So all Hague has to do is withhold permission for Sweden to let the US have Assange, and all is well. Assange has repeatedly claimed that he is prepared to go to Sweden to face questioning IF he is assured that he will not be rendered elsewhere.
    Question is, who would believe a word Hague said?
    And the question of why the enemies of Assange would want him in Sweden rather than the UK is admittedly a vexed one. I’d guess that as Assange is not a British national (and the Australians are extremely relaxed about his possible fate), and as he has committed no crime in this country, it is far more convenient for us to wash our hands of him, send him to a Category 1 country (pain-free, legally) where he HAS (allegedly) committed a crime, and let the septics sort it out with the Swedes.
    Or, contrary to the Stratfor emails, to insider reports of a sealed indictment having been compiled, and to the concentrated venom of the US pols from Sarah bloody Palin upwards, the US is uninterested in Assange, and I don’t believe that any more than I believe Hague. On any topic.

  • Lawrence AB

    Well said, Craig!
    I am one of many waiting for the comments section to open on the disgraceful Guardian editorial. In fact, before reading your piece, I had penned an opening remark: “Hey, Mr. Editor? Whatever happend to “facts are sacred?!”

    Particularly offensive, given the wide audience the Graun has, is the false allegation that Assange is holed up in the Ecuadorean >Embassy “to void questioning”, “to avoid allegations of rape”. A man who went of his own volition to see the police, spent five weeks in Sweden at the disposal of the police and prosecutors before being given the ok to leave, has repeatedly invited the Swedes to question him in London at the Swedish Embassy or by video link or by proxy through the UK police … as is quite normal in dozens of inter-country cases.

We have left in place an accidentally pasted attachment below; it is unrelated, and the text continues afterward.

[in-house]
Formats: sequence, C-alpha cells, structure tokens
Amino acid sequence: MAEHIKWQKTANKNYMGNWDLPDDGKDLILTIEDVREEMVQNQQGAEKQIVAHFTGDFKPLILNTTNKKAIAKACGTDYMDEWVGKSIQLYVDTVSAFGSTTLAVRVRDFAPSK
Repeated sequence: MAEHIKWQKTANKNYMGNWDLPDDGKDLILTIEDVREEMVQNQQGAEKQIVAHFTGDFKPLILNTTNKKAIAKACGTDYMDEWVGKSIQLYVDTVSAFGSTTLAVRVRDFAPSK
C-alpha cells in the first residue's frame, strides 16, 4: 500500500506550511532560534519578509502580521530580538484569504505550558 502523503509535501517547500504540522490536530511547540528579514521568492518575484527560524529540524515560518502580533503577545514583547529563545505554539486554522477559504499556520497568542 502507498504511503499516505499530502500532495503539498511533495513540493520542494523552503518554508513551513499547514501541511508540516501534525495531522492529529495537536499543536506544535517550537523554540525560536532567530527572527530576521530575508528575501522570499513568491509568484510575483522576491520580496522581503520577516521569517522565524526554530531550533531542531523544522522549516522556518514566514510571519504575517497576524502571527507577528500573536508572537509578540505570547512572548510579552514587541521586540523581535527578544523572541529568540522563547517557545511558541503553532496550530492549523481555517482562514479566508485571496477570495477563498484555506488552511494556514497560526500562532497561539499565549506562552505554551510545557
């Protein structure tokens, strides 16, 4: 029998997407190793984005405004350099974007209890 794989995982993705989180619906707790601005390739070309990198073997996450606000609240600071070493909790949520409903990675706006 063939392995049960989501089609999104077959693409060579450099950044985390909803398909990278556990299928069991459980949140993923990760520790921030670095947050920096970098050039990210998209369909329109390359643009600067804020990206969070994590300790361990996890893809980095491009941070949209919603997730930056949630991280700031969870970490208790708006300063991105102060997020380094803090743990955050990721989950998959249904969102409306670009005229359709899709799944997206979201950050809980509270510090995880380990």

Craig, these is more to Rusbridge’s rightward lurch than the desire to make money off an Assange biography. The Graun is losing money, despite its strong online brand. It has become a serious problem after an unwise divestment by the Guardian Trust and they have made a decision to expand into the US market. This carries its own considerable risks for the Guardian brand image. You cannot readily move the most benighted population of the industrial world, under daily barrage from a shameless corptocratic media destined to keep them in ignorance, to your point of view, so if you want advertising $$, you must move rightward to theirs.

    Note their recent recruitment of Josh Trevino, a deeply unpleasant neo-con and pro-Israeli racist, on record as issuing death threats to fellow American and other activists on the peace flotillas to Gaza. It is a sign of where the Guardian is headed in their search for US acceptance and although Rusbridge and team have come under withering criticism for this unfortunate appointment, they are not backing down. I fear loyal CIFers are in for a shock ovr the next year or so.

  • Pierres804

    Perhaps, it’s better to move on and not waste precious time and energy trying to change those that will never change. You can never change the dots on the leopard’s coat. Change comes about when a new generation with different values replaces the older stagnant one. New ideas, new independant media outlets, and education will do it in the long run, hopefully, but it’s not easy as